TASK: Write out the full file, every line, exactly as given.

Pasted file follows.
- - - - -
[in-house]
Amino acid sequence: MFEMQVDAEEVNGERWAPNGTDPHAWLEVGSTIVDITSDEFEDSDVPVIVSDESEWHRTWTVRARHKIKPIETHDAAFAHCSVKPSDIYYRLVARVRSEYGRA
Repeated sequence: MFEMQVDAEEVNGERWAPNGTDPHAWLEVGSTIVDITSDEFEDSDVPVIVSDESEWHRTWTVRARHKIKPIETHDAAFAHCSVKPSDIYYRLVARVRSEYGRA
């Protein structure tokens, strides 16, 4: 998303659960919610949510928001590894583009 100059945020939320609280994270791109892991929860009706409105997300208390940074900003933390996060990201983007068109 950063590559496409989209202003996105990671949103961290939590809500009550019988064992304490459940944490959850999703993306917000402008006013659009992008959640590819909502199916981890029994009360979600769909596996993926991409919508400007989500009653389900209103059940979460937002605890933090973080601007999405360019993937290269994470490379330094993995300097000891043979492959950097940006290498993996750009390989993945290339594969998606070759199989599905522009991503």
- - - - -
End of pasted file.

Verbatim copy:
[in-house]
Amino acid sequence: MFEMQVDAEEVNGERWAPNGTDPHAWLEVGSTIVDITSDEFEDSDVPVIVSDESEWHRTWTVRARHKIKPIETHDAAFAHCSVKPSDIYYRLVARVRSEYGRA
Repeated sequence: MFEMQVDAEEVNGERWAPNGTDPHAWLEVGSTIVDITSDEFEDSDVPVIVSDESEWHRTWTVRARHKIKPIETHDAAFAHCSVKPSDIYYRLVARVRSEYGRA
């Protein structure tokens, strides 16, 4: 998303659960919610949510928001590894583009 100059945020939320609280994270791109892991929860009706409105997300208390940074900003933390996060990201983007068109 950063590559496409989209202003996105990671949103961290939590809500009550019988064992304490459940944490959850999703993306917000402008006013659009992008959640590819909502199916981890029994009360979600769909596996993926991409919508400007989500009653389900209103059940979460937002605890933090973080601007999405360019993937290269994470490379330094993995300097000891043979492959950097940006290498993996750009390989993945290339594969998606070759199989599905522009991503």